Ensure Smooth Operations in 2020 by Brushing Up on FAR Regulations
By Hilary Houlette, Marisa Zuskar
January 3, 2020
As much as I enjoy diving into a good read, government Federal Acquisition Regulation (FAR) clauses are not my first choice of literary material. With a new year — and new resolutions — upon us, one easy step to maintaining compliant research operations in 2020 is to spend time reviewing the 2019 FAR regulations and brushing up on the updated terms and conditions that impact federal contracts in the coming year.
What Is FAR?
In 1984, the Department of Defense (DOD), the National Aeronautics and Space Administration (NASA), and the U.S. General Services Administration (GSA) jointly commissioned FAR, outlining standardized policies and procedures for supplies and services acquisition that apply to research projects funded by the U.S. government. Although federal contracts vary drastically in terms of scope, funding, deliverables, protocols and aims, FAR establishes clear regulatory guidance for the use of federal contract dollars. “Cousin” to the Uniform Guidance, FAR provides similar supervision of contracts as opposed to grants.
The FAR clauses outline specific standards to:
- Satisfy the federal customer in terms of cost, quality and timeliness of the delivered product or service by:
- Maximizing the use of commercial products and services.
- Using contractors who have a track record of successful past performance or who demonstrate a current superior ability to perform.
- Promoting competition.
With these greater goals in mind, the FAR clauses included in a government contract should be carefully reviewed to ensure that contracted activities meet these established standards.
FAR Updates Impact Contract Management
The FAR is a living and breathing “document,” and one that is frequently amended. In fact, as of December 2, 2019, there were 52 open cases under review or in the ratification pipeline to be included in the next release. These proposed amendments generally reflect changes in other government processes. One such case (FAR Case 2019-018) was initiated on August 20, 2019, when the FAR technology team was asked to draft a proposed rule to align current policy on supply chain processes with the Federal Acquisition Supply Chain Security Act of 2018.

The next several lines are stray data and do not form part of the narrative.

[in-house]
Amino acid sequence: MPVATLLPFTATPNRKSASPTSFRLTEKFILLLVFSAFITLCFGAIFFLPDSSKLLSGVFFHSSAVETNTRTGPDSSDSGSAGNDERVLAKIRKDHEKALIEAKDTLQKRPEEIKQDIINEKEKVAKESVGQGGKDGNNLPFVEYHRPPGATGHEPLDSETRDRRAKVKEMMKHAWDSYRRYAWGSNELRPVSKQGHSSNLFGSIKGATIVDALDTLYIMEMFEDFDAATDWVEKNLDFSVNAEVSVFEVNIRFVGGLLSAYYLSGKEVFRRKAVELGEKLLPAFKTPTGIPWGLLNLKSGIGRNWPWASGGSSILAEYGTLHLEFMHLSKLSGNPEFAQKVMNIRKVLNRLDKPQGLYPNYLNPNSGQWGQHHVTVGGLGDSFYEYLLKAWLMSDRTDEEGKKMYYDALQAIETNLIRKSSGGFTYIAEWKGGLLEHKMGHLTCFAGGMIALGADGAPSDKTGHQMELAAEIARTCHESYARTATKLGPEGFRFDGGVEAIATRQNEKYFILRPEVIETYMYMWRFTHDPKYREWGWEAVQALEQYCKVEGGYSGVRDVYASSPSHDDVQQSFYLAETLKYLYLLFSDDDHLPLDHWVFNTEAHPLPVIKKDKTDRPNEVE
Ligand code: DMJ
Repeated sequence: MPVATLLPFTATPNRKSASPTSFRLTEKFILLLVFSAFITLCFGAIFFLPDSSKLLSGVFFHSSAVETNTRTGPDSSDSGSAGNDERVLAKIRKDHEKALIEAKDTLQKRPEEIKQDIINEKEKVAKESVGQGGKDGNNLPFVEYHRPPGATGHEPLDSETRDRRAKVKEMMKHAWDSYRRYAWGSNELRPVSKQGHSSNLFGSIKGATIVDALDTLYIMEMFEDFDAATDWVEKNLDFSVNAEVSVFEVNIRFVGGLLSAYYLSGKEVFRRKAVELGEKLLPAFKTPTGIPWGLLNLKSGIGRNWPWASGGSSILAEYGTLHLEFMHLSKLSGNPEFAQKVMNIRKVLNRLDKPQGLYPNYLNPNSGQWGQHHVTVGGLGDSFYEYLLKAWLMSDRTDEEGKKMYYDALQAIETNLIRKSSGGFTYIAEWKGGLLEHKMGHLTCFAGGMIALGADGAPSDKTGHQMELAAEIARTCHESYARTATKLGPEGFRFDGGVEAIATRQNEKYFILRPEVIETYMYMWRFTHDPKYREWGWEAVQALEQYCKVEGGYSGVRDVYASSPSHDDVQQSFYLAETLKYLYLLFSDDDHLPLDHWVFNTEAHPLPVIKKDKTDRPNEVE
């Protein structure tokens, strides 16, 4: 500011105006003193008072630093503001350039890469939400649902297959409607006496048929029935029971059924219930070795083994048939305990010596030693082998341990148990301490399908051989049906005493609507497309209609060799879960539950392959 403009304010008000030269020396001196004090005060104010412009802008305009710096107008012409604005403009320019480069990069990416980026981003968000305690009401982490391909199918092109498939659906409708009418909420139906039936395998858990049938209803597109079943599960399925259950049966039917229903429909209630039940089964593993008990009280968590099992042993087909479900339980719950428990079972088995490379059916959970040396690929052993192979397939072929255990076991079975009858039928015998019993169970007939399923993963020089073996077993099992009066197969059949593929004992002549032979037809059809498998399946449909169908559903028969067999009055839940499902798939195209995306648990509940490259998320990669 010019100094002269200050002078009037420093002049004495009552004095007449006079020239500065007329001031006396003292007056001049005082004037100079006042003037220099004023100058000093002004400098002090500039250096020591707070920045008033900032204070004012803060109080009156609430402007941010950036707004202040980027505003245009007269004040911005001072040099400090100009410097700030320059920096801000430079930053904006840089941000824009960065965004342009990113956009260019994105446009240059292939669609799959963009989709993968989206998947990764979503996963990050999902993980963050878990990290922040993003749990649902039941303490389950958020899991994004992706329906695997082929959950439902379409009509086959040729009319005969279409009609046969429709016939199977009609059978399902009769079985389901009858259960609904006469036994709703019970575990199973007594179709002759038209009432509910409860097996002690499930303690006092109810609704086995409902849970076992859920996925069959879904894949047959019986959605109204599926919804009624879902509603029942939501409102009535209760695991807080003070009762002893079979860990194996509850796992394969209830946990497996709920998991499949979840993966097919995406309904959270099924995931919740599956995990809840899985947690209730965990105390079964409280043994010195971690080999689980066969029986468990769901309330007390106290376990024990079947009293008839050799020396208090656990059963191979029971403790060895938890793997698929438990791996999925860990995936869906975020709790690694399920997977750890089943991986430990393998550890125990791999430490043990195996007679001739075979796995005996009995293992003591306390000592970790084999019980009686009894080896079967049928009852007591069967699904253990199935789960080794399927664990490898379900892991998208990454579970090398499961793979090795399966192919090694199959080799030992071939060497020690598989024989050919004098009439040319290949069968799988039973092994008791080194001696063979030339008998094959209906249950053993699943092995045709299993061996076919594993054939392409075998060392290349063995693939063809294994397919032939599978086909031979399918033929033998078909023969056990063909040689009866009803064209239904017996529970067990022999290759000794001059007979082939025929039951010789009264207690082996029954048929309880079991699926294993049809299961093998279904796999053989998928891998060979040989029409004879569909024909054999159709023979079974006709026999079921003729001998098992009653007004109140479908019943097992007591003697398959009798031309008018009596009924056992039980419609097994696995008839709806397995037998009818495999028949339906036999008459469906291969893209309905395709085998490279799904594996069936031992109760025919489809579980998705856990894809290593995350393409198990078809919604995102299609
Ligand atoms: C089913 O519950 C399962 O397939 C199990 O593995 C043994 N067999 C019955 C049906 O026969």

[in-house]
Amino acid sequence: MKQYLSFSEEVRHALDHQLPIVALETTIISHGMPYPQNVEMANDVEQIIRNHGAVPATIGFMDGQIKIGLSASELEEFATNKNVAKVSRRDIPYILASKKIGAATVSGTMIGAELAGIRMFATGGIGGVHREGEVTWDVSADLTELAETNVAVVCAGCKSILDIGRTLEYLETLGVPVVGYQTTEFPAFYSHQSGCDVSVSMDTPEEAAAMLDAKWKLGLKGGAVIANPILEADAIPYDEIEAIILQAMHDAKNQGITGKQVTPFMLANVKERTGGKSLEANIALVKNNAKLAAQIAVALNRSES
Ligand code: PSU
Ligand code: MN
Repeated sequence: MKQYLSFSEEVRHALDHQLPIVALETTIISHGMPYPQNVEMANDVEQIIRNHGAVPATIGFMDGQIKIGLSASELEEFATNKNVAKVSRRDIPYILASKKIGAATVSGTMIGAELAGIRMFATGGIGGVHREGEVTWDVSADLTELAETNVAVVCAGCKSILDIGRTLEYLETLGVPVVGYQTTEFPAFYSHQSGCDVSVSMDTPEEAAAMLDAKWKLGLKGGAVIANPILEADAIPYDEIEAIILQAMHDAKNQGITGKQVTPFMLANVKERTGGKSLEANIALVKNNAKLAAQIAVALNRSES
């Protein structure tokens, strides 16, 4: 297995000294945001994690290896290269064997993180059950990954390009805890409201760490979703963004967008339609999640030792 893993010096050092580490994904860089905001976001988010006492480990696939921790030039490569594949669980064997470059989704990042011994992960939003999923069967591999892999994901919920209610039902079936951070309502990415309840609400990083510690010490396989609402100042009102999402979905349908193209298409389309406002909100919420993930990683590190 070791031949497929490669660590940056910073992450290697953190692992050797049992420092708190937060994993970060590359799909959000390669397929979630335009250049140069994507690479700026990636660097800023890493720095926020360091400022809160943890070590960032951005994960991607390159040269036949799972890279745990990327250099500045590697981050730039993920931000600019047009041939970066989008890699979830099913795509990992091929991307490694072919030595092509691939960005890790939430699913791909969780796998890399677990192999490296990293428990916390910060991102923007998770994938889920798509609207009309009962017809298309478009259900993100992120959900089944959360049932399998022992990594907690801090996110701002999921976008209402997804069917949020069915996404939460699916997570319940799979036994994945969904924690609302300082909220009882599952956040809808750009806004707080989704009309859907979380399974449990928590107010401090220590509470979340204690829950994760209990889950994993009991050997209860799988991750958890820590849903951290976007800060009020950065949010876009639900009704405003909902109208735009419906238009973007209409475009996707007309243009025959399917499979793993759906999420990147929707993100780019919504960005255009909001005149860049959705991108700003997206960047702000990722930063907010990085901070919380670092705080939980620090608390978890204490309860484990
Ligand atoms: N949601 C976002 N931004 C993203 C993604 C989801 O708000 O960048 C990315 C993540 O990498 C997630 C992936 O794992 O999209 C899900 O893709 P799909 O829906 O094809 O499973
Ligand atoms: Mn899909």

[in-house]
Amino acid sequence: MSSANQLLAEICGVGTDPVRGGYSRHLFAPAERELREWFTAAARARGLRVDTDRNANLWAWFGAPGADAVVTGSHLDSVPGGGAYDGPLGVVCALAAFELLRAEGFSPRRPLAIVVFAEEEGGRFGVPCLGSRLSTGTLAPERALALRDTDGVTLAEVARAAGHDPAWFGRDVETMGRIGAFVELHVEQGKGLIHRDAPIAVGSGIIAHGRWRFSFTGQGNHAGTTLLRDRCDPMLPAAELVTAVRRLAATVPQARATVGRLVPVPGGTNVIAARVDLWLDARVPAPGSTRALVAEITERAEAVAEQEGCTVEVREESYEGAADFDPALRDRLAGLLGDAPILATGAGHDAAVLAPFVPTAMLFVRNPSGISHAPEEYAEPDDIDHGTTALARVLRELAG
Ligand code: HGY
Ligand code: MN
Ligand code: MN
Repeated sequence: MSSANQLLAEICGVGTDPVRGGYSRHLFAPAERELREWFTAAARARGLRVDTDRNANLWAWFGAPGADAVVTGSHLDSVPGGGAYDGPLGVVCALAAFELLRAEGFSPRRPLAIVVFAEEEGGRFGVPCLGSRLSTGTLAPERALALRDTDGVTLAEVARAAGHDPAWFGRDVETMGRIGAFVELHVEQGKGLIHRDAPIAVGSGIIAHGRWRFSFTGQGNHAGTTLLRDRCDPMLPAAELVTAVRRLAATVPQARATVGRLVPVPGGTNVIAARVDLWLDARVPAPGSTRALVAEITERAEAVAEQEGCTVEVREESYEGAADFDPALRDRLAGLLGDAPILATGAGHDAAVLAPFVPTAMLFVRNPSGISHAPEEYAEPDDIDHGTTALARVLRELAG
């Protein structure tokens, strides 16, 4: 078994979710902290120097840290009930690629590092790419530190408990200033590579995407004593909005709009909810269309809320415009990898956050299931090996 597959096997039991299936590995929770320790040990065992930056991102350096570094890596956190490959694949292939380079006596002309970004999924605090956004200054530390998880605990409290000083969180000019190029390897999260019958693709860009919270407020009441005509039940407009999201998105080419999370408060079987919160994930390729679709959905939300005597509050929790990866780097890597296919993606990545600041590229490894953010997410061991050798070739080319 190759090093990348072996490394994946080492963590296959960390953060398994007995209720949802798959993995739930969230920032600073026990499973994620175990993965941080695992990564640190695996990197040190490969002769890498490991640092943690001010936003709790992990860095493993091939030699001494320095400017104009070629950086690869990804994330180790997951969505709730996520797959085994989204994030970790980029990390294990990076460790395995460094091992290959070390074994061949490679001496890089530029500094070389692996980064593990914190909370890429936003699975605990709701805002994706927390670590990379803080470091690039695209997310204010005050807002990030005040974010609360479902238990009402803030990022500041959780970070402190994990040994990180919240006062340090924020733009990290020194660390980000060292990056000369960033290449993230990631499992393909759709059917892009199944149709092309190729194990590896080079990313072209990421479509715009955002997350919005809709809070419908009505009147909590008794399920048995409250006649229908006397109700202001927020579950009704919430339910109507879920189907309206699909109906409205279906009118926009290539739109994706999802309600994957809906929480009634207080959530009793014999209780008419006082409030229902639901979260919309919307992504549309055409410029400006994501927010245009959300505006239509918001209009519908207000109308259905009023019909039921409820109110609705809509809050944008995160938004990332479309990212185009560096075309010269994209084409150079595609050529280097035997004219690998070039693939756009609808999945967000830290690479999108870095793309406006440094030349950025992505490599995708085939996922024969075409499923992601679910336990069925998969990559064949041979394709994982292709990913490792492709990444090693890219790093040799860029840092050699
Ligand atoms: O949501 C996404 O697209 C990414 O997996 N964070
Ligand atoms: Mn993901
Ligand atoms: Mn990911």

Approved amendments to FAR clauses will be called out in the “List of Sections Affected” on the first page of the report. As of November 12, 2019, there was only one case that made it through the approval process — FAR Case 2018-008 amends the definition of “commercial item” in section 2.101, which now states: “A non-developmental item, if the procuring agency determines the item was developed exclusively at private expense and sold in substantial quantities, on a competitive basis, to multiple State and local governments or to multiple foreign governments.” This change may seem trivial, but carefully reviewing the updated language and the reasons for the shift will further prepare researchers and research administrators to provide accurate reports.
Amendments to FAR policy can take weeks, if not months, to draft, review, revise and ratify; and as such, research administrators and contract specialists should regularly review pending cases, via the Open FAR Cases Report throughout the year to determine which amendments may impact their contracts, procedures and research initiatives.
Meeting FAR regulations can be tricky, but it doesn’t need to be. By working closely with stakeholders across the institution, leaders can ensure there are clear institutional policies and procedures in place for handling the unique requirements of federal contracts.
If you have questions on FAR compliance, please contact us to discuss how Huron can partner with you to tackle the review, interpretation and application of FAR clauses.
We look forward to catching up this year!
Marisa has over thirteen years of experience assisting research institutions with compliance and operational improvements....Read Full Bio